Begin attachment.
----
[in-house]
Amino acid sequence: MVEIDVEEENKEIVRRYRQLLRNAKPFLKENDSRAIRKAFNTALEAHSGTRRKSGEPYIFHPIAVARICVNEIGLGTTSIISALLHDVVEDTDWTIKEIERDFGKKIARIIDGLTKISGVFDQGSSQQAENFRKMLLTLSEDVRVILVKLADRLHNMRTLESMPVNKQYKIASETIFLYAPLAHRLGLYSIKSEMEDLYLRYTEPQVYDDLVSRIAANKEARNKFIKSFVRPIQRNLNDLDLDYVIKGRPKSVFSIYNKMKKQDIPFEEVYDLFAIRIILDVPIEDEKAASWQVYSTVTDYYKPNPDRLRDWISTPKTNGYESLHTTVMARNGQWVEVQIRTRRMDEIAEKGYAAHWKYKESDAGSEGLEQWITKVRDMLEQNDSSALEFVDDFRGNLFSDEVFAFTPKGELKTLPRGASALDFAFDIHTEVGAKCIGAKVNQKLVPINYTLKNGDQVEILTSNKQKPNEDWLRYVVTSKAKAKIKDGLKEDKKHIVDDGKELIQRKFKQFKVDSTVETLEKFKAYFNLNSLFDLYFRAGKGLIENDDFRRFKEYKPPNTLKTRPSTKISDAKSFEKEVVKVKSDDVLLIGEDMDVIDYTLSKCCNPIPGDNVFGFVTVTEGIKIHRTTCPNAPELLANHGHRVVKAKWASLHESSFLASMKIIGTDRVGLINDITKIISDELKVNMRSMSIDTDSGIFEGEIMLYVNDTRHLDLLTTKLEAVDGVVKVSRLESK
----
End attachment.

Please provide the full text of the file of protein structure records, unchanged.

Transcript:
[in-house]
Amino acid sequence: MVEIDVEEENKEIVRRYRQLLRNAKPFLKENDSRAIRKAFNTALEAHSGTRRKSGEPYIFHPIAVARICVNEIGLGTTSIISALLHDVVEDTDWTIKEIERDFGKKIARIIDGLTKISGVFDQGSSQQAENFRKMLLTLSEDVRVILVKLADRLHNMRTLESMPVNKQYKIASETIFLYAPLAHRLGLYSIKSEMEDLYLRYTEPQVYDDLVSRIAANKEARNKFIKSFVRPIQRNLNDLDLDYVIKGRPKSVFSIYNKMKKQDIPFEEVYDLFAIRIILDVPIEDEKAASWQVYSTVTDYYKPNPDRLRDWISTPKTNGYESLHTTVMARNGQWVEVQIRTRRMDEIAEKGYAAHWKYKESDAGSEGLEQWITKVRDMLEQNDSSALEFVDDFRGNLFSDEVFAFTPKGELKTLPRGASALDFAFDIHTEVGAKCIGAKVNQKLVPINYTLKNGDQVEILTSNKQKPNEDWLRYVVTSKAKAKIKDGLKEDKKHIVDDGKELIQRKFKQFKVDSTVETLEKFKAYFNLNSLFDLYFRAGKGLIENDDFRRFKEYKPPNTLKTRPSTKISDAKSFEKEVVKVKSDDVLLIGEDMDVIDYTLSKCCNPIPGDNVFGFVTVTEGIKIHRTTCPNAPELLANHGHRVVKAKWASLHESSFLASMKIIGTDRVGLINDITKIISDELKVNMRSMSIDTDSGIFEGEIMLYVNDTRHLDLLTTKLEAVDGVVKVSRLESK